Some ideas are best consigned to the past. Ruffs. Atlantis (both the city and the television series). The Anglo-Italian Cup. I thought the Barca-Roma experiment was one of them, honestly I did, but I’ve recently become suspicious that they’ve still been doing it just keeping it under the radar.

The craggy face on the front of the Barca-Roma ship was Luis Enrique, a man who quite possibly bleeds blue and red, and so was an ideal candidate to front the Giallorossi’s change of style to a more Catalan style. He crashed and burned spectacularly, as so many Roma coaches have in the recent past; do you remember the Andreazzoli era? Me either.

Anyway, I don’t want to comment on the behind the scenes stuff, or even the style of play – Roma haven’t had time to develop the team cogency that Barcelona have; the passing that comes from playing together, and playing in a certain style, for years but they have got certain aspects, currently, that look if not ‘Barca-Roma’, then certainly ‘A Tribute To Barcelona’.

Watch Barcelona play and they can often seem imbalanced towards the right – Jordi Alba seems to make his arrivals late, running onto balls played out to him for just that purpose. That means that Dani Alves operates almost as much as part of the attack rather than the defence – just as, I’m sure you’ve noticed, Maicon does for Roma. Both rampaging Brazilian right-backs who are far better advancing than tracking back and skew the formation their way slightly.

Roma, however, have no Xavi like figure. Or so I thought until recently when Kevin Strootman was described as a ‘washing machine’, which took a while to properly settle into my mind, but the additional description – ‘he gets the ball wherever he is, ‘cleans it’, and passes it on to a team-mate’. That’s almost Xavi’s raison d’être, is it not?

So playing the ball into Xavi we often see Pique, a defender known for the quickness of his feet and the way he can, also, win attacking headers as well as defensive, and scores a fair few goals for a centre-back. Or rather, he’s playing the Mehdi Benatia role for the Blaugrauna.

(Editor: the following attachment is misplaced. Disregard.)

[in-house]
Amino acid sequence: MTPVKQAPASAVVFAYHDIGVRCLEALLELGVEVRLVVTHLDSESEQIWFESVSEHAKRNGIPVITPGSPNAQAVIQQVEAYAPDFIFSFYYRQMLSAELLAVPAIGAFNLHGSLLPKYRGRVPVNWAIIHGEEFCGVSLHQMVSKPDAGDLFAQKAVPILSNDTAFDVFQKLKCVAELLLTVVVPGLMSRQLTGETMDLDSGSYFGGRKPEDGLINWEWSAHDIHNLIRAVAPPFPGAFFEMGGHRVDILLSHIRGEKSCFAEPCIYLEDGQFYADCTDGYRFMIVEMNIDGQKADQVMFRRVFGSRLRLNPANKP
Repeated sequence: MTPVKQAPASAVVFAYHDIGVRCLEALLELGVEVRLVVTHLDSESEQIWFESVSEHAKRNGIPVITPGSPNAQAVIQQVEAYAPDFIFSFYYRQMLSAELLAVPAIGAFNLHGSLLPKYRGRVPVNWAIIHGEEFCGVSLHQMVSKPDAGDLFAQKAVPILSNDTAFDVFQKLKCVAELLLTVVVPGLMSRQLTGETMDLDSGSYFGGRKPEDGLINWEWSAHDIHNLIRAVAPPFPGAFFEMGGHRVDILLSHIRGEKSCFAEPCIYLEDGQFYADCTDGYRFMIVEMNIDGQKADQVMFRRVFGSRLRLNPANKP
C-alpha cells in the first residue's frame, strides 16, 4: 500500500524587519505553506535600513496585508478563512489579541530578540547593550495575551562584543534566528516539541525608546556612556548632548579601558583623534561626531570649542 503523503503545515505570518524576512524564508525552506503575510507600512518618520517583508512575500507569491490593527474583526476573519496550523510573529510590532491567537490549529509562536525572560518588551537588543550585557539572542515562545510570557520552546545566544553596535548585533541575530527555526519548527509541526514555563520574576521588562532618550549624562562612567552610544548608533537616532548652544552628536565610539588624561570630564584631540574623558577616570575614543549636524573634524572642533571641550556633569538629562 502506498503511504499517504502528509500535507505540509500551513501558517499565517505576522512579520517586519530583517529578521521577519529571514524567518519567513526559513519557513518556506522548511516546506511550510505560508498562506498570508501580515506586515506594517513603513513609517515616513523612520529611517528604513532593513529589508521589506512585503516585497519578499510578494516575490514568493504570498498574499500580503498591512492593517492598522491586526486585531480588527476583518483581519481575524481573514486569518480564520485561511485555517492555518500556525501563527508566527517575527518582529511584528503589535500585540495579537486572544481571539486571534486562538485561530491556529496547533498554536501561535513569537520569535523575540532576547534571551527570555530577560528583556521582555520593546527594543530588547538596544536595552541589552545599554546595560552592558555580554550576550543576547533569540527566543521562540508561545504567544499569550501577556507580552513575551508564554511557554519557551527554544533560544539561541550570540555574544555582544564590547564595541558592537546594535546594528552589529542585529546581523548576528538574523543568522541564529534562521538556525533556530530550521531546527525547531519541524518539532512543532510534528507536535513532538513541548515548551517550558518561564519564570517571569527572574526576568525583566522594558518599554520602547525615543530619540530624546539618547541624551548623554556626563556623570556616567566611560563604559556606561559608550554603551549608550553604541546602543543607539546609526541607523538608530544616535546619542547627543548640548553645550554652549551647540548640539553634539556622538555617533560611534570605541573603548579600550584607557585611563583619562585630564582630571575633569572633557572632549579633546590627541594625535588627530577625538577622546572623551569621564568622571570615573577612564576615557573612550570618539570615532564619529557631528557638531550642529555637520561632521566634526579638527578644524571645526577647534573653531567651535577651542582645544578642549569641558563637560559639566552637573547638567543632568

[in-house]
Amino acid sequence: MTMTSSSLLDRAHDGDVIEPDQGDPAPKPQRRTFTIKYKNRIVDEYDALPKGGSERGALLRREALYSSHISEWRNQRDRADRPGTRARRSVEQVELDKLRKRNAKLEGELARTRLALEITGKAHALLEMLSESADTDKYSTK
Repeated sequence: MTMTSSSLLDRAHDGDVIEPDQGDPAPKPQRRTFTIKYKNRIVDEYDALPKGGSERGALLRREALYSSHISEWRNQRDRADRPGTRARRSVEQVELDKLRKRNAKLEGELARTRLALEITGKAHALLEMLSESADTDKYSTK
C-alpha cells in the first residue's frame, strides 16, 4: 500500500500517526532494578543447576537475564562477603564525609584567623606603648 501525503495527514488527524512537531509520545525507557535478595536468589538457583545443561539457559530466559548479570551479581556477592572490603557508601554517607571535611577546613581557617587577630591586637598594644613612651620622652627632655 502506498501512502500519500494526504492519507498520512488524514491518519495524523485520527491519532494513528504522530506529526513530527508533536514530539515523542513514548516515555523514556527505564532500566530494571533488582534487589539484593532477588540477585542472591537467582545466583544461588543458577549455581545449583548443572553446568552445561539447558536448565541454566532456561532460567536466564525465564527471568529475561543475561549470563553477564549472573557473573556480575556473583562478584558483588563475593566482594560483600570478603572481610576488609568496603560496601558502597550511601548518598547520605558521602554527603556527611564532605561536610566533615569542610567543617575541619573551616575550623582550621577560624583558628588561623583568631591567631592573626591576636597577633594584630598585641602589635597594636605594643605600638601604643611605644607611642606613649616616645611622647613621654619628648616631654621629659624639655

Behind Pique is Victor Valdes, a man who has never quite been seen as operating at quite the same level as his team-mates, but is dependable enough when called upon; he’s not an exact fit for Morgan de Sanctis, but both have been written off a number of times, and both have come back time and again to disprove their doubters.

Going forward to the rather fluid midfield they both share, there’s no doubt that the collective Pjanic, is weaker than the Cesc, Iniesta, Busquets axis that runs through Barcelona, though both sides have seen the benefit of slinging a speed-merchant into the opposition defence – with (preposterous as it still sounds) Gervinho doing the same job there for Roma that Pedro does for Barcelona – albeit the Lupi tend to use the option more often.

There’s even the defensive option of a De Rossi or a Mascherano, both of whom can dole out the theatrics or the crunching tackles as the situation demands. Both play best as part of a midfield, but both have adequately filled in at centre-back, too, even if they’d rather not play there.

And then there’s the shining light. The beacon through which both teams are seen. The man playing just off the front, prompting and probing, unleashing pieces of deft wonderment from time to time and providing the face and identity of the team. Lionel Messi may be regarded as one of the best players the world has ever seen, but there’s little doubt his opposite number in Rome, Francesco Totti, is held in the same esteem in Italy – or at least in the capital.


The Barce-Roma experiment was largely viewed to have failed and yet, only a few years down the line, Roma have put together a team of players who (albeit very roughly) tessellate over to the Spanish side. Whether that is as a direct result of them trying, or whether I’m seeing something that isn’t there, I’m not entirely sure. It certainly seems to me that – taking perhaps Totti as their pivot – Roma have enacted the Barce-Roma look they were looking for under Luis Enrique even if not the style of play that would go with it; but then maybe that’s the whole point.

Barcelona’s formation is simply a way of them using space. The tiki-taka aspect of their possession is separate to that. Roma haven’t got that, they use the same spaces, but play differently with them, stretching the game quickly through the likes of Gervinho and Maicon. Maybe I’m way off the mark, but I don’t think Barce-Roma are dead. I think they’re still with us, proceeding by stealth.

(Incidentally, the formation is only a very rough one for how they can replace one another – it isn’t any way exact, because Barcelona’s squad is considerably more vast than Roma’s (Roma have no Neymar, for example) but there’s enough there to suggest they might try to acquire players to take them in that direction.